Student Debt In America

Buried: Student Debt in the U.S.

The amount of debt in the U.S. is staggering, and student loans make up a considerable portion of the pile. Many new graduates are facing uncertain futures, taking positions with average salaries while chipping away at high loan balances. Let’s take a look at student loan debt in the U.S. and some tips for borrowers.

The State of the Nation

$1.4 trillion

Total student debt in the U.S. (1)


Average debt per student (1)


Percentage of college students who graduate with debt (2)


Percentage of millennials who say they don’t know when their loans will be paid off (2)


Loans go into default after 270 days of non-payment.(3) At this point, lenders can take legal action against borrowers.


Default rate in 2013 (3)


Number of borrowers who defaulted in 2013 (3)


Percentage of borrowers who say they’ve paid for a student debt relief service (4)

The Cost of College

Average annual college tuition (1)

Public university $9,410

Private university $32,410

Annual room and board fees (5)

Public university $10,440

Private university $11,890

Average cost of books (5)

Public university $1,250

Private university $1,230


Increase in college tuition and fees since 2006 (6)

However, the average wage index (AWI) has seen minimal increase over the years, settling around $48,098.63 in 2015. (7)

Tips for Borrowers

Here are some pointers for borrowers looking to keep their credit scores high and their chances of default low. (2)

Use your grace period

After you graduate, you’ll typically have a six-month grace period. If you can, you should still make payments during this time to keep interest from accruing on your loan balance.

Use income-driven repayment plans

Many loan providers will offer you the choice to enroll in a payment plan that takes your annual income into account. This is particularly helpful when you’re starting out in an entry-level position and might make more as time goes on.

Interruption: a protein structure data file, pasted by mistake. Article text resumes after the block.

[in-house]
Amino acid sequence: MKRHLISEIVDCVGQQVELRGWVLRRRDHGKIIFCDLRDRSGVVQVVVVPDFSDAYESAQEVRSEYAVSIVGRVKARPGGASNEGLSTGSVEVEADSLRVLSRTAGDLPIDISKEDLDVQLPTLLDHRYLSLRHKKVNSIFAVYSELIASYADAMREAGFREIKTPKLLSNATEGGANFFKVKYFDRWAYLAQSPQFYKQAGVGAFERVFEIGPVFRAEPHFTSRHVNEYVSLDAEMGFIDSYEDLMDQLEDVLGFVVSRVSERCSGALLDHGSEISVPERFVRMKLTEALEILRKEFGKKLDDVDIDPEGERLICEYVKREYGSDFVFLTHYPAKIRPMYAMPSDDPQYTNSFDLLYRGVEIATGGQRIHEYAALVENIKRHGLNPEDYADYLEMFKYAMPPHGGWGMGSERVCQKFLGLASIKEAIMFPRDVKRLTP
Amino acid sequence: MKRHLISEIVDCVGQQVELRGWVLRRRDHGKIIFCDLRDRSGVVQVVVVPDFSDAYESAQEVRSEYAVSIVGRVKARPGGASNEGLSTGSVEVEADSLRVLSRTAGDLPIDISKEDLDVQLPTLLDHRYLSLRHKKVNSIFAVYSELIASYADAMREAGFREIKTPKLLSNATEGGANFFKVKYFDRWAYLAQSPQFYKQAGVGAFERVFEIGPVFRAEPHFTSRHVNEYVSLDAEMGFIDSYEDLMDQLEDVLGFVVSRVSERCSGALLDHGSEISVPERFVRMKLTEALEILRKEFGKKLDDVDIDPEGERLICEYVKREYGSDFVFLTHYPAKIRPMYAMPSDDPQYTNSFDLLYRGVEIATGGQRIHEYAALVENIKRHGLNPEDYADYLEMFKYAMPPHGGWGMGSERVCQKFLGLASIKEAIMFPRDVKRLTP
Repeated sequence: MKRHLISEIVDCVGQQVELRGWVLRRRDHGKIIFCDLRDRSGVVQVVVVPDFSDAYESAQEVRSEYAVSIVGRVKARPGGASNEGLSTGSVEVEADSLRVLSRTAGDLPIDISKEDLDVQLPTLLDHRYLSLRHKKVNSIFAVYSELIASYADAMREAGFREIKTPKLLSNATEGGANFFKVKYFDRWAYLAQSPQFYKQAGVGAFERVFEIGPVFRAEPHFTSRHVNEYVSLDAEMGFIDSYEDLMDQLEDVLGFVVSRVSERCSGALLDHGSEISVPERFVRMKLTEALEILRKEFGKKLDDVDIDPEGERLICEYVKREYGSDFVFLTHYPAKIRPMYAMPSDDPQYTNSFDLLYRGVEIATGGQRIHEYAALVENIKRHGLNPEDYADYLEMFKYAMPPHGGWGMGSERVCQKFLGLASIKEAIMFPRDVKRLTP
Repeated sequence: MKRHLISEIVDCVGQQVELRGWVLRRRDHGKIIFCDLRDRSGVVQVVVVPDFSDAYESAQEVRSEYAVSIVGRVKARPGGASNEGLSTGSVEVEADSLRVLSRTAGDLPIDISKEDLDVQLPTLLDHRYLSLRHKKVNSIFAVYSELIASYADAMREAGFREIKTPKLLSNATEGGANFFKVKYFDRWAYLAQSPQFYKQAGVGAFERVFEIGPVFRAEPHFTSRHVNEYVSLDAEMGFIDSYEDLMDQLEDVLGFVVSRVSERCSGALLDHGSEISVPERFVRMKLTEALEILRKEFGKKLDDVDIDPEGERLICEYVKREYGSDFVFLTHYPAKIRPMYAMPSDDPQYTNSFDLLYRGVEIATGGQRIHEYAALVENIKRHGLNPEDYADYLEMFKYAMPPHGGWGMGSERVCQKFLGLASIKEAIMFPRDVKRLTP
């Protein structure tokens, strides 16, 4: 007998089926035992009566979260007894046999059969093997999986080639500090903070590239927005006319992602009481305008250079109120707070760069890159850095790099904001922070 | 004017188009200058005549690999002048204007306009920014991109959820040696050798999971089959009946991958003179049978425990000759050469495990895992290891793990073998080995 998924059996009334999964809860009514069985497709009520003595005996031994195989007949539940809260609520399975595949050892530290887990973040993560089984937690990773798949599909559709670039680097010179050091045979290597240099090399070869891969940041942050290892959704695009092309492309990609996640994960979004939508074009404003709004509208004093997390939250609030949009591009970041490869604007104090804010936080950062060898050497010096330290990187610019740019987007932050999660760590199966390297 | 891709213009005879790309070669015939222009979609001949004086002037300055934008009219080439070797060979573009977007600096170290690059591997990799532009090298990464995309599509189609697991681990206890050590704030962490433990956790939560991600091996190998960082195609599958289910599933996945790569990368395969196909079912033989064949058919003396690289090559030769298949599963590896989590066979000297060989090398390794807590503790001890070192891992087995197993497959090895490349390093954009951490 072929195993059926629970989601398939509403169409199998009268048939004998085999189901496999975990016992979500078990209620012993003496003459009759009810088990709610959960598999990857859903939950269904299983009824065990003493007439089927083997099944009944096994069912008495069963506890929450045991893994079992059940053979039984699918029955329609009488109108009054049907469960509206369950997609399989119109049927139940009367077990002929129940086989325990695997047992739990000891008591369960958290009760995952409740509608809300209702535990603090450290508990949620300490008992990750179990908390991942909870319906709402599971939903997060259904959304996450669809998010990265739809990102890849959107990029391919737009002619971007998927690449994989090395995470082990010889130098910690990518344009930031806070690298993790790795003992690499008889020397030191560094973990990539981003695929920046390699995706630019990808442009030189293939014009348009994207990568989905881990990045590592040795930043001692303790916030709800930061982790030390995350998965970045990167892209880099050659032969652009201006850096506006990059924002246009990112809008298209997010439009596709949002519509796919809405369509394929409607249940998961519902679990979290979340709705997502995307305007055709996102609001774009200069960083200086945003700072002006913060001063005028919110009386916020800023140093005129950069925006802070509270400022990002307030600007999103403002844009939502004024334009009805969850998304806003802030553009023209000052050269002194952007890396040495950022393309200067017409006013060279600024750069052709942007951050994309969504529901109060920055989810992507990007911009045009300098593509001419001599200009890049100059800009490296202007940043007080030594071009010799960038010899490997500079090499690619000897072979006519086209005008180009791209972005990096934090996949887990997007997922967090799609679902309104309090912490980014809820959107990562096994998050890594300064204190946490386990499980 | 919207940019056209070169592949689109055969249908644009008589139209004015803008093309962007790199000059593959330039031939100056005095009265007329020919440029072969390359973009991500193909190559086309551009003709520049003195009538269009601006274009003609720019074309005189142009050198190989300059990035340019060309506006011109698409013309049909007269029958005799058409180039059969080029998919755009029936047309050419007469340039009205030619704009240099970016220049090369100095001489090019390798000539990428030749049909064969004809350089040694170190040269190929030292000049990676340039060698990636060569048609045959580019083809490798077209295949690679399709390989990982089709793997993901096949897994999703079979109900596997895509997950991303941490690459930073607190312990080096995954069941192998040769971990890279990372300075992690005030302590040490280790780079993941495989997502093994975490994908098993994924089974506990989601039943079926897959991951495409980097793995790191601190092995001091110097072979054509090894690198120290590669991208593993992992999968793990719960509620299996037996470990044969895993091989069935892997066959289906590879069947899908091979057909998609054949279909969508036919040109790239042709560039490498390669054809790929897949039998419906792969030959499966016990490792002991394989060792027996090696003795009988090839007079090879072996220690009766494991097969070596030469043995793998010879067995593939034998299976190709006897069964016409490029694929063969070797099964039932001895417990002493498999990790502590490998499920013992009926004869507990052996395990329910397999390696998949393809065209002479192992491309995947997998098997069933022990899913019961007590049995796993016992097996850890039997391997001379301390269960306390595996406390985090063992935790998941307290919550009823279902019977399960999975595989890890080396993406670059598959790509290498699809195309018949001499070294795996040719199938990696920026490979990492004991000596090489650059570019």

Defer a loan if you go back to school

It can be hard to go back to school and simultaneously work enough to make your loan payments. Luckily, most loan providers will allow you to defer your payments until after you graduate from your new program.

Only place a loan in forbearance if you have to

Loan forbearance is a good option if you can’t make payments, but loans still accrue interest during this period and will eventually increase your overall balance.

Avoid defaulting on loans if you can

Defaulting on loans can hurt your credit score and eventually lead to legal troubles. If you can’t make payments, first look into deferment options with your provider.

Stick to a budget

Keep a monthly budget that includes your student loan payments. Consider paying more than the minimum amount on your loans to pay off both interest and part of the principal.









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Lance Waverly
Lance Waverly is the director of news at Refinance Student Loans. He also is an avid writer at QuoteYeti where he covers topics such as life insurance, and other other financial topics.
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